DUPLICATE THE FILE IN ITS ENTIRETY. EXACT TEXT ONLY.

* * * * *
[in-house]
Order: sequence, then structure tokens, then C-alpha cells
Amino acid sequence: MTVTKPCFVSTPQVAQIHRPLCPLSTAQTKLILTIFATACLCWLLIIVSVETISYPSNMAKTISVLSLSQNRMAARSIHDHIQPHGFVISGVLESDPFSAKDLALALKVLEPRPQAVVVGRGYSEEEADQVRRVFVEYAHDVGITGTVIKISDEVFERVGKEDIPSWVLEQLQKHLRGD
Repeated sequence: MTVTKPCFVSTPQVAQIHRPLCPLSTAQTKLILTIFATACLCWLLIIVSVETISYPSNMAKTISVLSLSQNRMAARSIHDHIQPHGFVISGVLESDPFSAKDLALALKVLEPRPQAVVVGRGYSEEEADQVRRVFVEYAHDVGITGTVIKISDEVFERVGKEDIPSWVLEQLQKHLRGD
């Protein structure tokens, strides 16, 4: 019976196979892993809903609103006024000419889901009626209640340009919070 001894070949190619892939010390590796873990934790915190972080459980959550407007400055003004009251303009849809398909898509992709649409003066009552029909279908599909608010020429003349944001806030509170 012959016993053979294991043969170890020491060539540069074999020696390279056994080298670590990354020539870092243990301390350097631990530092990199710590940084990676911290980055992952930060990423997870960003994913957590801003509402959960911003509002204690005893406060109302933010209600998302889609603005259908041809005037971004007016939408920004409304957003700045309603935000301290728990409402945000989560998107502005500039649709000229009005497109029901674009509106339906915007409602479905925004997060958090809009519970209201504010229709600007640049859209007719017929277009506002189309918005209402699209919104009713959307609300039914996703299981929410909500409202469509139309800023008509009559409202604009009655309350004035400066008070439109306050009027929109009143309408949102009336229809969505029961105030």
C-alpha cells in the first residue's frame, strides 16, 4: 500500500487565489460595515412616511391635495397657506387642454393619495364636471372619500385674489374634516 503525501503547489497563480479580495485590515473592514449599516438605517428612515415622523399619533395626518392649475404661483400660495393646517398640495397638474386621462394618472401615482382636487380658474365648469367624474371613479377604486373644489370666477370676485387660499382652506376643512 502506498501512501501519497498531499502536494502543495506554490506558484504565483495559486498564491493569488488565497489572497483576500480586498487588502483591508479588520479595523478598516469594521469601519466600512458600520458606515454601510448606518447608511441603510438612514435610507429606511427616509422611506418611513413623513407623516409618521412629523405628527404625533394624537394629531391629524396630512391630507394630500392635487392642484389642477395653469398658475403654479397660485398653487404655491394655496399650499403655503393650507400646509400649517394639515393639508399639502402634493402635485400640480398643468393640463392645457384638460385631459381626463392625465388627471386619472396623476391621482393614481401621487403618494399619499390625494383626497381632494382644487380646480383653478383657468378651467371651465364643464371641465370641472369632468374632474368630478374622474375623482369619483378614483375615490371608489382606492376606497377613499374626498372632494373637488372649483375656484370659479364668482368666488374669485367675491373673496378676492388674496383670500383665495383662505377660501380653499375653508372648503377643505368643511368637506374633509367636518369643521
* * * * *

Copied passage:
[in-house]
Order: sequence, then structure tokens, then C-alpha cells
Amino acid sequence: MTVTKPCFVSTPQVAQIHRPLCPLSTAQTKLILTIFATACLCWLLIIVSVETISYPSNMAKTISVLSLSQNRMAARSIHDHIQPHGFVISGVLESDPFSAKDLALALKVLEPRPQAVVVGRGYSEEEADQVRRVFVEYAHDVGITGTVIKISDEVFERVGKEDIPSWVLEQLQKHLRGD
Repeated sequence: MTVTKPCFVSTPQVAQIHRPLCPLSTAQTKLILTIFATACLCWLLIIVSVETISYPSNMAKTISVLSLSQNRMAARSIHDHIQPHGFVISGVLESDPFSAKDLALALKVLEPRPQAVVVGRGYSEEEADQVRRVFVEYAHDVGITGTVIKISDEVFERVGKEDIPSWVLEQLQKHLRGD
């Protein structure tokens, strides 16, 4: 019976196979892993809903609103006024000419889901009626209640340009919070 001894070949190619892939010390590796873990934790915190972080459980959550407007400055003004009251303009849809398909898509992709649409003066009552029909279908599909608010020429003349944001806030509170 012959016993053979294991043969170890020491060539540069074999020696390279056994080298670590990354020539870092243990301390350097631990530092990199710590940084990676911290980055992952930060990423997870960003994913957590801003509402959960911003509002204690005893406060109302933010209600998302889609603005259908041809005037971004007016939408920004409304957003700045309603935000301290728990409402945000989560998107502005500039649709000229009005497109029901674009509106339906915007409602479905925004997060958090809009519970209201504010229709600007640049859209007719017929277009506002189309918005209402699209919104009713959307609300039914996703299981929410909500409202469509139309800023008509009559409202604009009655309350004035400066008070439109306050009027929109009143309408949102009336229809969505029961105030």
C-alpha cells in the first residue's frame, strides 16, 4: 500500500487565489460595515412616511391635495397657506387642454393619495364636471372619500385674489374634516 503525501503547489497563480479580495485590515473592514449599516438605517428612515415622523399619533395626518392649475404661483400660495393646517398640495397638474386621462394618472401615482382636487380658474365648469367624474371613479377604486373644489370666477370676485387660499382652506376643512 502506498501512501501519497498531499502536494502543495506554490506558484504565483495559486498564491493569488488565497489572497483576500480586498487588502483591508479588520479595523478598516469594521469601519466600512458600520458606515454601510448606518447608511441603510438612514435610507429606511427616509422611506418611513413623513407623516409618521412629523405628527404625533394624537394629531391629524396630512391630507394630500392635487392642484389642477395653469398658475403654479397660485398653487404655491394655496399650499403655503393650507400646509400649517394639515393639508399639502402634493402635485400640480398643468393640463392645457384638460385631459381626463392625465388627471386619472396623476391621482393614481401621487403618494399619499390625494383626497381632494382644487380646480383653478383657468378651467371651465364643464371641465370641472369632468374632474368630478374622474375623482369619483378614483375615490371608489382606492376606497377613499374626498372632494373637488372649483375656484370659479364668482368666488374669485367675491373673496378676492388674496383670500383665495383662505377660501380653499375653508372648503377643505368643511368637506374633509367636518369643521